Protecting fundamental freedoms online on one hand and restricting illegal content on the other is a complicated balancing act that raises moral questions.by Stanislaw Edelweiss
For most users access to online communication creates opportunities for border-free dialog with people from distant countries, speeds up business operations, and finally realizes the idea of the ,,global village”. The advantages of online platforms are manifold, however, they are also being used by those who engage in illegal activity.
Therefore, many countries have already introduced regulations that allow law enforcement interference and moderation of user-generated content. This means that some of the uploaded content, if not all, is subject to an internal screening or further scrutiny by a service provider to limit this type of activity. Oftentimes, such proactive measures are related to transparency reporting obligations, i.e., making publicly available information about the amount or type of content that has been disabled or removed. Additionally, some countries expect that service providers will report on the criminal activity that arises through these channels.
It also became a gold standard among EU countries to secure a collaboration with these platforms through a contact point that can enable lawful interception, which is nothing else but reviewing the user-generated content by law enforcement. Since a service provider or state officials can monitor not everything, some EU member states impose on the platform an obligation to build software that allows users to report illegal content, making them an active collaborator of flagging content, which should be moderated or reviewed. As much as limiting illegal activity is needed and valuable, it also poses a threat of potential infringement of users’ freedom and right to privacy.
The general term “privacy” in this context, would mean a right to secrecy of correspondence as well as secure storing of data without making it public, which historically played a significant role in democratic states. The need to protect this role is even greater, due to the pressure from the authorities, who see the limitation of these rights as an opportunity to cease any criminal activity. There is no argument about that, but the cost, in this case, privacy, might be too great.
The more software and data analytics employed, the more valuable information is available for the intelligence. So-called ,,BigTech” has been asked to support the surveillance. For example, in 2015, FBI director James Comey attacked Silicon Valley for embracing end-to-end encryption (that is, simply put, closed exchange of data between users, with restricting access for the third parties) in an effort to “deprive police and intelligence companies of potentially life-saving information.”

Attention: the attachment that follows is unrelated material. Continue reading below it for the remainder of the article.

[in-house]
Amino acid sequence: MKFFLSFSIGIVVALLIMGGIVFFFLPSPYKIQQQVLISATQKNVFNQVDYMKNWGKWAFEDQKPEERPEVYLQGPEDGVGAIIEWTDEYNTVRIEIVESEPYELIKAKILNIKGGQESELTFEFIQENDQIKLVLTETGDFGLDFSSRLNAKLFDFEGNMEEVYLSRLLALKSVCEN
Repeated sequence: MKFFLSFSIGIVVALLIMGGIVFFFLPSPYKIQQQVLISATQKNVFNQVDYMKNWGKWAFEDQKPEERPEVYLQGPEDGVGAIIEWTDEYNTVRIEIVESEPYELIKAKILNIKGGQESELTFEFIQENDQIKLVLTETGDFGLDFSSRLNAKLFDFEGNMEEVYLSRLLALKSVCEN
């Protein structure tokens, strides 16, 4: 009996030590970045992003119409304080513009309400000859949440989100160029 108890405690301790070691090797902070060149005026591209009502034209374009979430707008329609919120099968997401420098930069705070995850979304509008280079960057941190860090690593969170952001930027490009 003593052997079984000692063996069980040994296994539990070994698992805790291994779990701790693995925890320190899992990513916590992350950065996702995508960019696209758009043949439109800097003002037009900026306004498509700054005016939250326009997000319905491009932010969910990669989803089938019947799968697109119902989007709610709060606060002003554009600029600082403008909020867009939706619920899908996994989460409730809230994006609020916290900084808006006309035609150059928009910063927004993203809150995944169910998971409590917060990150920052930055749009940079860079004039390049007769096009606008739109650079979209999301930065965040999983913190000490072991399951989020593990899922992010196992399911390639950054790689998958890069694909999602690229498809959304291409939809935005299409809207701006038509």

Significant support in quarterly reporting of content disabled or removed is provided to the authorities by an EU regulation on disseminating the terrorist content online (2021/784). It not only provides statistics on the type of terrorist-promoting material removed to the law enforcement but also streamlines the “Notice and Takedown process”, in which due to a court or law enforcement order the illegal content is being removed by the service provider. Whilst the process itself includes the ability to respond to orders to remove terrorist content.
To sum up, the removal of illegal content is a prerequisite for a safe and healthy Internet environment. A separate issue is what illegal content means and how it should be regulated. There is no doubt that material that violates intellectual property, disseminates child abuse material, or supports terrorism must be effectively removed. Such regulations are already present in every EU country and there is consensus on them. But how to separate the cultural prism while guaranteeing freedom of speech with respect for certain minorities? Who should decide whether language is already hateful or a biased representation of events?
Finally, what can guarantee that progressive and inclusive views that are currently dominant in many European countries will prevail in an era of rising nationalist movements? What if the political landscape changes and those who call for greater moderation of content now become victims of it later? Questions such as these should guide a proper debate about content moderation. Whatever decisions are made, the secrecy of correspondence and freedom of speech should not be curtailed, because only these values guarantee that individual freedom in the Internet age will be protected.
Cover Photo: Niklas Ohlrogge / unsplash